San Francisco Chronicle, 3/8/11.
One of the reasons it’s so difficult to have an honest discussion about the cost of public employee benefits is that politicians who are beholden to unions are quick to demagogue the issue. The latest example is state Sen. Leland Yee’s attempt to distort the words of a UC regent’s recent Open Forum piece on collective bargaining.
Yee, a San Francisco Democrat, has been trying to whip up opposition to the confirmation of University of California Regent David Crane by claiming that the regent “called for an end to collective bargaining rights for California teachers, nurses, firefighters, university employees and other public sector workers.”
One problem: Crane did not call for an end to collective bargaining in his Feb. 27 piece, “Public, private sectors aren’t the same.” What the former adviser to Gov. Arnold Schwarzenegger did was present a history of collective bargaining in California and explain how a 1977 law had changed the balance of power by giving public employees power over their compensation and benefits. Crane did assert that extending collective bargaining to employees who already have civil service protections “serves to reduce benefits for citizens and to raise costs for taxpayers.” Anyone who would argue with that fact has not been paying attention to what is happening with state and local budgets lately.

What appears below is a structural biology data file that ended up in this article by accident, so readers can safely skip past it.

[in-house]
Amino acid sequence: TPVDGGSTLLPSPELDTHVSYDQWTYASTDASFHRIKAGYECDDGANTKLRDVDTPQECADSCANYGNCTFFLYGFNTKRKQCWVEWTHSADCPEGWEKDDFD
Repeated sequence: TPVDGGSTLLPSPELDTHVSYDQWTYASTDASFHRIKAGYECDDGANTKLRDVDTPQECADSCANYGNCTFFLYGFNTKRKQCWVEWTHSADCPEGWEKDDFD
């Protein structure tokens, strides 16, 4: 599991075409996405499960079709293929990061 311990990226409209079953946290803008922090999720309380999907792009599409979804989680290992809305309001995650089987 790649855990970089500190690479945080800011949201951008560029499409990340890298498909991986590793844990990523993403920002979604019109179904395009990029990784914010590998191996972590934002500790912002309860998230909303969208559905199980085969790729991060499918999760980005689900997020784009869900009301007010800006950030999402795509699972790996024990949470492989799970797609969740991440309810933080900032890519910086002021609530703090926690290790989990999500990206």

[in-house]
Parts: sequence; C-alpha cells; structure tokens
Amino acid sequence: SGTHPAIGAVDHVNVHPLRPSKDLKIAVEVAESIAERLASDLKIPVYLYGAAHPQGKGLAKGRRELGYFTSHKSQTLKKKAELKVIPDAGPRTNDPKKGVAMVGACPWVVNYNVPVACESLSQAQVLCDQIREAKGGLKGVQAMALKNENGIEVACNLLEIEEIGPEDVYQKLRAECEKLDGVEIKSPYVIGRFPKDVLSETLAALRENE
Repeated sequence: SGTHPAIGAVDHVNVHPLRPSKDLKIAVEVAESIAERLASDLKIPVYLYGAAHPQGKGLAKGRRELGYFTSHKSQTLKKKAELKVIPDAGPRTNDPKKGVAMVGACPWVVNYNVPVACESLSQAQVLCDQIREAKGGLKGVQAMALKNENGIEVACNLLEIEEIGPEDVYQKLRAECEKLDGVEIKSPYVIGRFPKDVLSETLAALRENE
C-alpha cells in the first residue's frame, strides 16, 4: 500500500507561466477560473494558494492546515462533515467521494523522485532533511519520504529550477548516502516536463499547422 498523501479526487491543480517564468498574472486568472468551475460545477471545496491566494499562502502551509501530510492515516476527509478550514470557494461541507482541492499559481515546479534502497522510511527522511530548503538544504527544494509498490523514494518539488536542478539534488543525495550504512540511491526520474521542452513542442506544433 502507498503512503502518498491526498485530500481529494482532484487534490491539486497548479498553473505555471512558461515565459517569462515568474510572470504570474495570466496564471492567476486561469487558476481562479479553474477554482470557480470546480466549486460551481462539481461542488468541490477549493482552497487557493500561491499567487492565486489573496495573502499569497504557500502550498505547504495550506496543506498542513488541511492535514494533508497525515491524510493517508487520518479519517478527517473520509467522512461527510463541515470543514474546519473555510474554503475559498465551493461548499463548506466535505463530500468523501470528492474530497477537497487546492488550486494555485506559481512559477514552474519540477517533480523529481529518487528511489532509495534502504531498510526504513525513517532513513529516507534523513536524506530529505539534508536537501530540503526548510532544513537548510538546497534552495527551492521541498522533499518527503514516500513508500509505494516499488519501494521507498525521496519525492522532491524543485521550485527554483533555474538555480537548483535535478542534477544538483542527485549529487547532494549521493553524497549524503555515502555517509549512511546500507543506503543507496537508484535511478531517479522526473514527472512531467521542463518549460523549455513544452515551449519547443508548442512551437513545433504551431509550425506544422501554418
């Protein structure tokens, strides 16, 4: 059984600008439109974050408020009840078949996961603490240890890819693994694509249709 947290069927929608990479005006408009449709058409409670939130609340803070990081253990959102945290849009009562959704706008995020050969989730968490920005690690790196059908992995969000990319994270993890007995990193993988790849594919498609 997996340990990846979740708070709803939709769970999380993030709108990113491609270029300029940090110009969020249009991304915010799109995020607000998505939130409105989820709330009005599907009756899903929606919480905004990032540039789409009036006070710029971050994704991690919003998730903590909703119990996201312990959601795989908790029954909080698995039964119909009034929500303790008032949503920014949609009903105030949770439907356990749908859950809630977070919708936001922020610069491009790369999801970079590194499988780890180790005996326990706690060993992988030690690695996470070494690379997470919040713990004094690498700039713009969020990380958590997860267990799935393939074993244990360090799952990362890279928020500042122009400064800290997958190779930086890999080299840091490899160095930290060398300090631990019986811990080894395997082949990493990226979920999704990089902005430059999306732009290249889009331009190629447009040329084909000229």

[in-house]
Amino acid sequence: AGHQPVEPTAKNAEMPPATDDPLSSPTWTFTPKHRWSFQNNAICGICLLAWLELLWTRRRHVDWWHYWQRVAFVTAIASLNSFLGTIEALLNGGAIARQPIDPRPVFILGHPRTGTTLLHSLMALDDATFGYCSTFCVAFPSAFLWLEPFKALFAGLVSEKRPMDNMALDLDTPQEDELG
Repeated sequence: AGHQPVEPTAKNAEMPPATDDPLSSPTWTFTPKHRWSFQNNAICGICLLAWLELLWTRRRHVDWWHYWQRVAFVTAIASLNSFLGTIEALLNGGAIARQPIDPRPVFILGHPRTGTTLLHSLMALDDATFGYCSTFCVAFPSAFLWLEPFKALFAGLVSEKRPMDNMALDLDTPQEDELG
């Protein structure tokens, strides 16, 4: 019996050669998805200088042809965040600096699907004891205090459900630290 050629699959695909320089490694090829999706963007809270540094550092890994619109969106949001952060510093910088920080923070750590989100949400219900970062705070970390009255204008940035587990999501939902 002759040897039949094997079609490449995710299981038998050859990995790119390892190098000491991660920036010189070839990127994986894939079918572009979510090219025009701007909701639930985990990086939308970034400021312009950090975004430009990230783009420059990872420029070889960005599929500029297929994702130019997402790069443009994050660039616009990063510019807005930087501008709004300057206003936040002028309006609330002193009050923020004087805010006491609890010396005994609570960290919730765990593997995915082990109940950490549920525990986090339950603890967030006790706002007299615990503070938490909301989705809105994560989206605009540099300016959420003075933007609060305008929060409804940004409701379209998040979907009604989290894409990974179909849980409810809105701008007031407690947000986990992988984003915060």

But Crane knows – as should Yee – that there is absolutely no chance that collective bargaining rights would be repealed in the Democratic-controlled California Legislature or by Gov. Jerry Brown.
“It’s like the Big Lie … this thing sort of takes on a life of its own,” said Crane, a registered Democrat, noting that the manufactured controversy inspired a candlelight vigil at UC Santa Barbara on Monday night.
Yee might think this little disinformation campaign might help his run for San Francisco mayor, but it’s also serving notice to city taxpayers that he might not be the best candidate to deal with all the labor contracts that will be up for renewal next year.
Crane has long been widely respected as a teller of inconvenient truths about the rising costs of public-employee pensions and benefits. He should not be silenced – or misquoted by opportunistic politicians. The Senate should vote to confirm him as regent.
Crane’s open forum piece
The full text can be found at sfg.ly/hCM6qL
Link to full article: http://www.sfgate.com/cgi-bin/article.cgi?f=/c/a/2011/03/07/EDVD1I5KVO.DTL